2. Lighting conditions
Everyone knows projectors are well-suited for dark locations; otherwise, one will end up watching low-quality images with blurriness and distortion on the screen. Modern and expensive 4k projectors offer different custom brightness modes and levels to maintain the image quality up to the mark according to the light conditions. However, if you don’t want to buy expensive projectors, make sure you have better control over your room illumination.
Moreover, I suggest you choose any dark location or place with fewer windows.
3. Display technology
When it comes to modern and popular display technologies, you have two types of displays to choose from, DLP type and LCD type. The DLP technology means a DLP chip containing millions of mirrors, responsible for the projector’s resolution by its intricacy and size.
For example, most 4K projectors use a DLP chip for providing true 4K by achieving the ideal number of pixels, 8.3 million pixels. In addition, such projectors use an advanced color wheel called ‘RGBRGB”, hex-color wheels instead of ‘tri-colored wheels. It helps the wheel spin faster as its primary colors, “RGB,” can get two segments.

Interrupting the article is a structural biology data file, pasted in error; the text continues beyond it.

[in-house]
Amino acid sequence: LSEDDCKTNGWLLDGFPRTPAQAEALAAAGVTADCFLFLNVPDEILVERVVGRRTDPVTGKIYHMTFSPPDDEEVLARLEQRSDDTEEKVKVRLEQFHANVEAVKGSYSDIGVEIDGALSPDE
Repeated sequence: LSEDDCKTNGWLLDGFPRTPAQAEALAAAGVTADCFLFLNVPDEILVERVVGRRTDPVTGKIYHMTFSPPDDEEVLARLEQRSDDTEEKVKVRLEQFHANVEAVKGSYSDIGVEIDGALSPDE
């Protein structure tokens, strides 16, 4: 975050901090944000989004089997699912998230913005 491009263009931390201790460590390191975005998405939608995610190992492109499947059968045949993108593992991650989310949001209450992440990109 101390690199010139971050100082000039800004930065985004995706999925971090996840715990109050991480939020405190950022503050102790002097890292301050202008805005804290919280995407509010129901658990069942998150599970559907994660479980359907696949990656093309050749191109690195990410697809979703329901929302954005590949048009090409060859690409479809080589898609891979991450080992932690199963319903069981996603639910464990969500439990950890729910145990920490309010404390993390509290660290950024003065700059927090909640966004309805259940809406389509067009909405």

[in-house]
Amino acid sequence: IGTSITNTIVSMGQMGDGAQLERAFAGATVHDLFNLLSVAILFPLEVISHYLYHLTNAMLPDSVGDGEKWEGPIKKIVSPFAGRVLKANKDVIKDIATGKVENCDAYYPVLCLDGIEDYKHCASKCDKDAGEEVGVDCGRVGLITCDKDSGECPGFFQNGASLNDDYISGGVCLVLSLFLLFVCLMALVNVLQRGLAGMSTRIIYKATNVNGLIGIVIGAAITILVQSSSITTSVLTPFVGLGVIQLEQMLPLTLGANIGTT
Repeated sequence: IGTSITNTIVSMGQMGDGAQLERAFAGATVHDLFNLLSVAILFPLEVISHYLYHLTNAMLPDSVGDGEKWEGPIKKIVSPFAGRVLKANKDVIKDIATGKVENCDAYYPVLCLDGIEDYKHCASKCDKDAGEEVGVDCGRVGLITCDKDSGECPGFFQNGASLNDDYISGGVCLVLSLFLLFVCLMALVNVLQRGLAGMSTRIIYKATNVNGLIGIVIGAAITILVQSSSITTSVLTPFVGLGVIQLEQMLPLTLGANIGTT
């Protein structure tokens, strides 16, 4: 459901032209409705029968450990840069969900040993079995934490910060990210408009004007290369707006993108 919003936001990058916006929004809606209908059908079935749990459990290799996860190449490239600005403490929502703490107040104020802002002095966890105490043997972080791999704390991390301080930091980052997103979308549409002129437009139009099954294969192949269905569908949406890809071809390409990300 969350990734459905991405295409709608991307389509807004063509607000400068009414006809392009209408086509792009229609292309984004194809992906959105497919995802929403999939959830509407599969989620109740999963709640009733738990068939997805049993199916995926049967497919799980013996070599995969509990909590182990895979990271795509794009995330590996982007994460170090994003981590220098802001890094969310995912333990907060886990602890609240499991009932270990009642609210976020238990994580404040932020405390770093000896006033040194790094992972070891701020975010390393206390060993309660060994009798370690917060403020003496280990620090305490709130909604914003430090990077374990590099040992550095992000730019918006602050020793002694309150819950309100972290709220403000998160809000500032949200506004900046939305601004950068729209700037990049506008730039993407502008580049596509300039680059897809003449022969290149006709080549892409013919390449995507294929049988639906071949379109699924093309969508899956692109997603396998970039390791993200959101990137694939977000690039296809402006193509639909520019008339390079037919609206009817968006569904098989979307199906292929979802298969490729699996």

Therefore, the display technology of a projector leans more toward DLP than LCD. However, LCD has some advantages or say DLP has some disadvantages.
Unlike millions of mirrors, LCD utilizes a few mirrors in order to project light. Therefore, it is very common for LCD projectors to show saturated projection on the screen while using projection applications. However, utilizing small LCD panels deliver a more bright and much jaggier image compared to DLP.
Having said that, I recommend a DLP type display when 4K projectors with true 8.3 million distinct pixels are concerned.
Since the article is about 4K projectors, we should stick to the 4K resolution, too, 3840x2160p or 4096x2160p. Again, it’s the matter of counting the total number of pixels on the screen, totaling 8.3 million distinct pixels.
The only noticeable point here is to avoid pixel-shifting technology known for generating duplicates of any projected frame. That’s why most projectors struggle to project a true 4K image on the screen. Unfortunately, it isn’t easy to figure out whether it is true 4K or generated one, as it happens at lightning-fast speed with zero flickering and side effects.
On the other hand, true 4K projectors without any marketing terms only offer up to 8.3 million active pixels per frame. So avoid projectors using technologies, such as 4K enhancement and pixel shifting.